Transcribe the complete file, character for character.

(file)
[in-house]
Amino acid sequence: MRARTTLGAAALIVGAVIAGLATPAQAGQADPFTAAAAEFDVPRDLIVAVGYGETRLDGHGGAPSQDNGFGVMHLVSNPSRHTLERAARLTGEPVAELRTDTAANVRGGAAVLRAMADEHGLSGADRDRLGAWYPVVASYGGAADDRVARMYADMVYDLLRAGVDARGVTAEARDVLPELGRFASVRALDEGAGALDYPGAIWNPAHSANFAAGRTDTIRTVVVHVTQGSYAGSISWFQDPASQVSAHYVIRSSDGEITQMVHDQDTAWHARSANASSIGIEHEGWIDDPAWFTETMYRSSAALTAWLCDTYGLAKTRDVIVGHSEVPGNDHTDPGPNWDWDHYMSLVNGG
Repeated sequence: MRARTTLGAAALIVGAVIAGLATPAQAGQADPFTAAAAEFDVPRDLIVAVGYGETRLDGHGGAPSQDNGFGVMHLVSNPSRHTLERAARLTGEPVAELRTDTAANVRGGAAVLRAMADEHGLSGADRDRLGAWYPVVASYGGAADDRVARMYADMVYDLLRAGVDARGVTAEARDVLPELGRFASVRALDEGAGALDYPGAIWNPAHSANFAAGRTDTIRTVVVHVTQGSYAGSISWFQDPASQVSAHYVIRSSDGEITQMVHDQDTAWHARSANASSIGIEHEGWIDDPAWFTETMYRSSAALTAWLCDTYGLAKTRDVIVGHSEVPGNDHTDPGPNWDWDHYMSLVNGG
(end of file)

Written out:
[in-house]
Amino acid sequence: MRARTTLGAAALIVGAVIAGLATPAQAGQADPFTAAAAEFDVPRDLIVAVGYGETRLDGHGGAPSQDNGFGVMHLVSNPSRHTLERAARLTGEPVAELRTDTAANVRGGAAVLRAMADEHGLSGADRDRLGAWYPVVASYGGAADDRVARMYADMVYDLLRAGVDARGVTAEARDVLPELGRFASVRALDEGAGALDYPGAIWNPAHSANFAAGRTDTIRTVVVHVTQGSYAGSISWFQDPASQVSAHYVIRSSDGEITQMVHDQDTAWHARSANASSIGIEHEGWIDDPAWFTETMYRSSAALTAWLCDTYGLAKTRDVIVGHSEVPGNDHTDPGPNWDWDHYMSLVNGG
Repeated sequence: MRARTTLGAAALIVGAVIAGLATPAQAGQADPFTAAAAEFDVPRDLIVAVGYGETRLDGHGGAPSQDNGFGVMHLVSNPSRHTLERAARLTGEPVAELRTDTAANVRGGAAVLRAMADEHGLSGADRDRLGAWYPVVASYGGAADDRVARMYADMVYDLLRAGVDARGVTAEARDVLPELGRFASVRALDEGAGALDYPGAIWNPAHSANFAAGRTDTIRTVVVHVTQGSYAGSISWFQDPASQVSAHYVIRSSDGEITQMVHDQDTAWHARSANASSIGIEHEGWIDDPAWFTETMYRSSAALTAWLCDTYGLAKTRDVIVGHSEVPGNDHTDPGPNWDWDHYMSLVNGG